Ken's Fare Deal And That Rating Agency Assessment

Rachel Holdsworth
By Rachel Holdsworth Last edited 76 months ago
Ken's Fare Deal And That Rating Agency Assessment

Yesterday's Evening Standard splashed with the news that rating agency Moody's had "damned" Ken Livingstone's plans to cut transport fares. The ES says the report, which came out in January, claims

Transport for London faces years of financial turmoil and even economic collapse if the cuts go ahead... Moody’s, which delivers verdicts on the financial health of organisations, is warning that any fall in TfL revenue could put its credit rating under pressure.

Yes and no. What the Standard has picked up on is Moody's' assessment (PDF) of what could cause TfL's credit rating to fall – and therefore raise the amount of interest it has to pay on loans:

TfL's rating could be lowered were it to take on a substantially higher financial burden in its financial projections, were the UK government to signal a clear dilution of its support for TfL or were TfL to under-perform persistently in meeting operational or financial goals.

which is the same wording Moody's has used since it started reporting on TfL in 2008 (PDF). Moody's has not been "spooked", it's just repeated the same common sense line it's used for the last five years. TfL's debt is already rising: from £3.9bn in 2009 to £6.4bn in 2011, and with central government grants falling, TfL's business plan relies on fare revenues increasing. That can happen two ways: you put fares up, and/or you get more people travelling.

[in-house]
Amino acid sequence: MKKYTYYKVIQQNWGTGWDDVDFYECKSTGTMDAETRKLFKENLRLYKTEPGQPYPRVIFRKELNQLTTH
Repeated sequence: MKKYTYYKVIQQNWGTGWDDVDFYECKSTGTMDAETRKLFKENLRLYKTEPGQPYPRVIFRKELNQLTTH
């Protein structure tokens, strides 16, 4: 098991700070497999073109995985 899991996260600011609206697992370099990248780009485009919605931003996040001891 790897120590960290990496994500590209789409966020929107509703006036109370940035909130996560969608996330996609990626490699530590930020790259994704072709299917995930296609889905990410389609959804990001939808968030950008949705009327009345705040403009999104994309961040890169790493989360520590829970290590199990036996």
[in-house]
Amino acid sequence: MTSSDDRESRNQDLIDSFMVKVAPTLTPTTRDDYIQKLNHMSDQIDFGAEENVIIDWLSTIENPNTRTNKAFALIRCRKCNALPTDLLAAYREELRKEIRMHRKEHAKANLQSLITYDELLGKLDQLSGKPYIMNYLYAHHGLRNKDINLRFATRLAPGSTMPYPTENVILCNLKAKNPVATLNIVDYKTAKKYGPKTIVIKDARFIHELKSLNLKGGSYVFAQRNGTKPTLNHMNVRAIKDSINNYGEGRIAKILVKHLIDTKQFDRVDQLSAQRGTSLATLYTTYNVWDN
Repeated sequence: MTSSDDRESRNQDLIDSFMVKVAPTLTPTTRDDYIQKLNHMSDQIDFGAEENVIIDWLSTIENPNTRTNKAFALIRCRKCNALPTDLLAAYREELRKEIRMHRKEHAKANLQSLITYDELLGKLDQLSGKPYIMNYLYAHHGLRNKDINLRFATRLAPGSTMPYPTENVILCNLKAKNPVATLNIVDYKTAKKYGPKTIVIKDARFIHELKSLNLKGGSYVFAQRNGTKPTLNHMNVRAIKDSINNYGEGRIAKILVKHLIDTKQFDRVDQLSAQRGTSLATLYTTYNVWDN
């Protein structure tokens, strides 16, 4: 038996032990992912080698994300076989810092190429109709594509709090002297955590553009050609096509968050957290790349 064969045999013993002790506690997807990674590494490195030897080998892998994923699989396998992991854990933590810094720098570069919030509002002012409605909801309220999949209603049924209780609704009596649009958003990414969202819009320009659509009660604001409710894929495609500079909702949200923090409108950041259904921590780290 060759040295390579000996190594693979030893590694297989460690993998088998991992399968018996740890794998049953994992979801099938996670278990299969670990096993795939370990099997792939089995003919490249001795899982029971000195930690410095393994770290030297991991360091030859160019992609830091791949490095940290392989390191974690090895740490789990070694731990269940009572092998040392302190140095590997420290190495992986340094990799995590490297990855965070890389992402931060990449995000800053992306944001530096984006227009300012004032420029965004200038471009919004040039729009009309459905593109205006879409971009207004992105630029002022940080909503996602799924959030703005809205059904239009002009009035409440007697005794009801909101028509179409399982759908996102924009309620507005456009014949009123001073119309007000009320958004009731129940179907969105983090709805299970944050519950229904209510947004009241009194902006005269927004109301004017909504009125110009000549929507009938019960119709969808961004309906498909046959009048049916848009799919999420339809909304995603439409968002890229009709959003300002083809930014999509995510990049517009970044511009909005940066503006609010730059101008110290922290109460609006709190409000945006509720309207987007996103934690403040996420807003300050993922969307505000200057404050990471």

The ES goes on to quote Moody's saying:

TfL also functions in a highly politicised environment, which may affect the levels at which it may set fares

which comes from the preamble to a February report explaining the rationale behind their rating assessment. The rest of the text is paid for – we're not shelling out cash for it (maybe the ES did) but if we look back at the January credit report there's a section explaining that the "political environment of urban public transport" is why TfL is unlikely to ever get the same (top) rate of credit as the UK government.

Interestingly, Moody's credit report says TfL underspent by 8% in 2010/11 and that revenues are rising, so Ken's campaign are using the same report to back their fare rise oops cut plans.

London's Chamber of Commerce and Industry also recently published its list of wants from the next Mayor: on transport (PDF) they want investment in infrastructure prioritised over low fares. On this issue, business backs Boris.

Photo by Mix Master B from the Londonist Flickr pool

Last Updated 13 March 2012